The new "Pirates" movie's $90.1 million domestic take (which includes an extra boost from higher-priced 3D showings) was much less than the respective $115 million and $135 million openings of the previous sequels, though the film's $256.3 million international bounty overtook that of "Harry Potter and the Half-Blood Prince," which set the previous overseas all-time box-office record in 2009.
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FROM MTV MOVIES: To truly understand the global success of the "Pirates of the Caribbean" franchise — because who, honestly, can wrap his head around a figure as large as $2.7 billion, the series' worldwide box-office haul? — one might do well to pay attention to the slightly smaller figure of Johnny Depp's paycheck for playing Captain Jack Sparrow.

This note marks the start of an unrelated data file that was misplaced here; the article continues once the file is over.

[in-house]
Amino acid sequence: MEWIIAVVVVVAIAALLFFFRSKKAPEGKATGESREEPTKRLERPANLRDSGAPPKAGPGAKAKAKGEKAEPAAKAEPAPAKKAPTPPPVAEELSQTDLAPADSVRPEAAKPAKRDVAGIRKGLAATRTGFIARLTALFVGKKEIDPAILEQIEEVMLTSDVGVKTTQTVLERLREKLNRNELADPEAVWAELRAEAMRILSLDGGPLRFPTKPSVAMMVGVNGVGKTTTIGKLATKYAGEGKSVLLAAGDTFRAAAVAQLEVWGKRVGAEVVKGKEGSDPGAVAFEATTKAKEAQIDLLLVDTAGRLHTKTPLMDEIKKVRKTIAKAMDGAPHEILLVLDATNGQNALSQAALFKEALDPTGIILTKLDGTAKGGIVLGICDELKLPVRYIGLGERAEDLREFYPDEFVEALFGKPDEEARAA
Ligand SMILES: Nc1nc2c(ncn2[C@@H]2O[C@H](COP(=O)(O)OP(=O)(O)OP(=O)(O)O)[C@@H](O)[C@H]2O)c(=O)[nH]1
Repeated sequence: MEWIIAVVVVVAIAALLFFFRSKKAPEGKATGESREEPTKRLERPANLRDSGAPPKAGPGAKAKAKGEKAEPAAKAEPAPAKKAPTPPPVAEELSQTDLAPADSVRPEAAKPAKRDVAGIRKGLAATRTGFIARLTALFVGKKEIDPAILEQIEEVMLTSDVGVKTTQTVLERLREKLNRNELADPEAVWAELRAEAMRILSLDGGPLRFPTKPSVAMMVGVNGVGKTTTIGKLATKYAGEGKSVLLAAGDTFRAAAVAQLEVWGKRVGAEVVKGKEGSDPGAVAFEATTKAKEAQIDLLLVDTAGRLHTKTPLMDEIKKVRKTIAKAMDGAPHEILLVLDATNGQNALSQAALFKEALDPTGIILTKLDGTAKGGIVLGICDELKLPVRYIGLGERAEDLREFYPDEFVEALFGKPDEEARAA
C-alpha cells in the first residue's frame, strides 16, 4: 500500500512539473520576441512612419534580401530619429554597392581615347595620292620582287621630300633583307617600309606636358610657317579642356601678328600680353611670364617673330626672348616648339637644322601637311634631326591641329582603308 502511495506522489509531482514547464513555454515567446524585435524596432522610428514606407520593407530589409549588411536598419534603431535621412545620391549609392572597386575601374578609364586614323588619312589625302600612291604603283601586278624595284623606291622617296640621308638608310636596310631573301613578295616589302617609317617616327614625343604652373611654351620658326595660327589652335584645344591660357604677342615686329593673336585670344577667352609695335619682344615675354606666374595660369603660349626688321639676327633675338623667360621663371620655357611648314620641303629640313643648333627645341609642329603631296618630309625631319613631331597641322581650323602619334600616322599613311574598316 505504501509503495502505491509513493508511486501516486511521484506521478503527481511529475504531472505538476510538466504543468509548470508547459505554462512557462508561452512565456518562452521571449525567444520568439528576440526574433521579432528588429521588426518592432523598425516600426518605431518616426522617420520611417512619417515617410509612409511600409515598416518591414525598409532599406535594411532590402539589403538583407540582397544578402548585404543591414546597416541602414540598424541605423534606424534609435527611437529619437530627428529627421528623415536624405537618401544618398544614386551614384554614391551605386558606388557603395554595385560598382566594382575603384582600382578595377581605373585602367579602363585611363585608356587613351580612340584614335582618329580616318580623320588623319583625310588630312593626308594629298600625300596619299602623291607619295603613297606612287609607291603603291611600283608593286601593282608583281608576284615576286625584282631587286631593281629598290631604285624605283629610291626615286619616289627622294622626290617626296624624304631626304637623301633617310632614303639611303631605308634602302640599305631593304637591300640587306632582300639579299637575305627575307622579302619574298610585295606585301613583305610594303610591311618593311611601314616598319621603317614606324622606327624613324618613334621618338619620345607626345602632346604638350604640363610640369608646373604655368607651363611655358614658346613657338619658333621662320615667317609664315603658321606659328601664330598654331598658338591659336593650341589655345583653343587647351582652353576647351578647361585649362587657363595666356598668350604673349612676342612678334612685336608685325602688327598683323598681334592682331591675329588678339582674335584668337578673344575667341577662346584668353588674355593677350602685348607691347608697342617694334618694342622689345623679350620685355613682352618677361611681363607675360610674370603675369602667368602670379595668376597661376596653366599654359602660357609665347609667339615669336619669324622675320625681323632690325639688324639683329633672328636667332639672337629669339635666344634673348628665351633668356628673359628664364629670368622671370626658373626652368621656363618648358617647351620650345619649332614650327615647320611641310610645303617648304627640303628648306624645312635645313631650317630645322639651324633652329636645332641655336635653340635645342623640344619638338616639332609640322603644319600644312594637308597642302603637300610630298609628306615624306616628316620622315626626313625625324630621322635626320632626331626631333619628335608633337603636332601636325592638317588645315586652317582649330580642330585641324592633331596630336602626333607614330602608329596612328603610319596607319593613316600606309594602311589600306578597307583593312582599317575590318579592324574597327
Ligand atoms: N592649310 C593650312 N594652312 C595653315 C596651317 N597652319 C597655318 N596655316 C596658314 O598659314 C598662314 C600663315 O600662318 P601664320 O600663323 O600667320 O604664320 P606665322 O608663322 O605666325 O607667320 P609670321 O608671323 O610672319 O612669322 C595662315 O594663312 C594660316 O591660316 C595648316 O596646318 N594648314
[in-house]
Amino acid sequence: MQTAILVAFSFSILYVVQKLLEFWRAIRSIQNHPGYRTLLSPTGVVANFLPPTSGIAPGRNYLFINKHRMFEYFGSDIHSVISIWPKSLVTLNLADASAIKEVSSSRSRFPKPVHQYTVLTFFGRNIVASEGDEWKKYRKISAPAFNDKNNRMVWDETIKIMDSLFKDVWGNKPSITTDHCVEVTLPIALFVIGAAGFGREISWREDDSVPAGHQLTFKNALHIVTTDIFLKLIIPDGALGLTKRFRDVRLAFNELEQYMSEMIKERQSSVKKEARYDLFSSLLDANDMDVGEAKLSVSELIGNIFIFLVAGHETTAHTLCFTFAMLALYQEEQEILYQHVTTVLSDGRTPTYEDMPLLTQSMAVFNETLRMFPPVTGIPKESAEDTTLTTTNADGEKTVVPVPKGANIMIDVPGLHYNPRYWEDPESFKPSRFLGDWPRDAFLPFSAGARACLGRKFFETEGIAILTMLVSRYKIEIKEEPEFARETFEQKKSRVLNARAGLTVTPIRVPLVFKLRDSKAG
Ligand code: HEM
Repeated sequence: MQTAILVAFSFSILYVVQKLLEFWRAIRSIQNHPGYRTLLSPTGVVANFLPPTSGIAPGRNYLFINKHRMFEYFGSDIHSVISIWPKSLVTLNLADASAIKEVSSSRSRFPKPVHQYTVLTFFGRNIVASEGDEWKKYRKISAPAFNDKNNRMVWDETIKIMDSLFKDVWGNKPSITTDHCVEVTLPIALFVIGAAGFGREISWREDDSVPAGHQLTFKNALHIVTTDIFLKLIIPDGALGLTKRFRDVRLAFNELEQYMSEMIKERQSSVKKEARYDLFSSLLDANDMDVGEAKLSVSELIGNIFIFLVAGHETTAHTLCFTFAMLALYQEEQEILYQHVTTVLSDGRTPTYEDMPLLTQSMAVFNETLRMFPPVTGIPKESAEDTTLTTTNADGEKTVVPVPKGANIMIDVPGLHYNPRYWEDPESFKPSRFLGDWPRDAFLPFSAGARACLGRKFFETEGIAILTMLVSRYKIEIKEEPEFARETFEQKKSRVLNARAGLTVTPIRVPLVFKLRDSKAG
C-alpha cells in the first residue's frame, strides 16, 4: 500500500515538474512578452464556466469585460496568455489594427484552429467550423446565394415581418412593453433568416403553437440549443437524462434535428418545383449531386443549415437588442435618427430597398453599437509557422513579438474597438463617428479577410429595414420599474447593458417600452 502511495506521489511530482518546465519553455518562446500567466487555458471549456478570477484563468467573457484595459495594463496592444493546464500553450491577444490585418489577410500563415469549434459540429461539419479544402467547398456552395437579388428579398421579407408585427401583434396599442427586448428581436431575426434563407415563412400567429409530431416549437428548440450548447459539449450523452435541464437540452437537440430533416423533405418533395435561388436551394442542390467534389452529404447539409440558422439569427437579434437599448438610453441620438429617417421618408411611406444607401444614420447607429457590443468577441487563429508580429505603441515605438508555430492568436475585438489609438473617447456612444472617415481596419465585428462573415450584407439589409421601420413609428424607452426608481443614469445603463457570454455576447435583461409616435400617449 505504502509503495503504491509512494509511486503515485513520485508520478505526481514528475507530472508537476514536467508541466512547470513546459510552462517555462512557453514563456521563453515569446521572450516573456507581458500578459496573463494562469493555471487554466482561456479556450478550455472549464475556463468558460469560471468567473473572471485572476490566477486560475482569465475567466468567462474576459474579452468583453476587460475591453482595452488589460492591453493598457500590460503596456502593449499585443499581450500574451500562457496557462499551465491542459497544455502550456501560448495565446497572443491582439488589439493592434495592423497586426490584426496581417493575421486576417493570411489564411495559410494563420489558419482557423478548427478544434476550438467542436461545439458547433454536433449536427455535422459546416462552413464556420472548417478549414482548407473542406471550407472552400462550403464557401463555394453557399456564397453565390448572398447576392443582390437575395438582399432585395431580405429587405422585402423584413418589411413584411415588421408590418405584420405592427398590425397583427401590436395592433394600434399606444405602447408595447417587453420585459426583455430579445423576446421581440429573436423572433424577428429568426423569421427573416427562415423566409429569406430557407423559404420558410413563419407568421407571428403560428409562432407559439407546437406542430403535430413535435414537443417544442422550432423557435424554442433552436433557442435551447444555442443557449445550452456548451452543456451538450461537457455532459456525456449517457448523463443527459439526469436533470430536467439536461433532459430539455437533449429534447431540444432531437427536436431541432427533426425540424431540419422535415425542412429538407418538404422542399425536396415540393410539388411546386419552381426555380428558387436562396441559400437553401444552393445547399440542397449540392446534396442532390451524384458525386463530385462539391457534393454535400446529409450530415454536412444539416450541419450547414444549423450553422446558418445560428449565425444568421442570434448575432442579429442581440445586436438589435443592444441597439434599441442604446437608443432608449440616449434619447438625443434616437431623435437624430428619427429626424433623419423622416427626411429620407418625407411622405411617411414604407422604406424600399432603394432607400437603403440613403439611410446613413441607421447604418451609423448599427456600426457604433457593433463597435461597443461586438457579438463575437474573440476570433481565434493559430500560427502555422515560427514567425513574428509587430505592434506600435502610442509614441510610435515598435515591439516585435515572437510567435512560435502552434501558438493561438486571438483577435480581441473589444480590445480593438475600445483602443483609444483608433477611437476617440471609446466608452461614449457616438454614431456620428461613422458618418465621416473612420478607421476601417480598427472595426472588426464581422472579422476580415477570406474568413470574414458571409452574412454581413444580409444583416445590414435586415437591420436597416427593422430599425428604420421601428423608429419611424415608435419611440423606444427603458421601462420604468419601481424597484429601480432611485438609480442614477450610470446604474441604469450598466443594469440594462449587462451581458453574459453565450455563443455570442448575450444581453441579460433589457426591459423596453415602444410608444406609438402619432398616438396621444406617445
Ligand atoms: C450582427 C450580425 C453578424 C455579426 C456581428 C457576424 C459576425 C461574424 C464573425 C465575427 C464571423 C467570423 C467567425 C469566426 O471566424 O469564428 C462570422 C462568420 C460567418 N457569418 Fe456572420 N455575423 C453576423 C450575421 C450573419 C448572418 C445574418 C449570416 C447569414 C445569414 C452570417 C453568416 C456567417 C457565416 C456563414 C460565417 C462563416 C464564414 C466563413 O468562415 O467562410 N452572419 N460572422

"It must be kind of nice for him to know that he can revisit this every two or three years and be paid more than the national debt of most countries," new co-star Ian McShane joked to the Los Angeles Times during an interview in Cannes last week.
OK, so McShane is exaggerating just a tad, but the point is that over the course of three films (even though the last two had decidedly mixed reviews), the "Pirates" films have managed to stay remarkably popular — especially considering they're based on a hokey, '60s-era amusement-park attraction. The newest installment, "On Stranger Tides," shows little sign of a dent in that "Pirates" popularity, despite once again facing a mixed critical assessment. Its two-day international gross stands at almost $44 million, and domestically, it's expected to reel in around $100 million over opening weekend.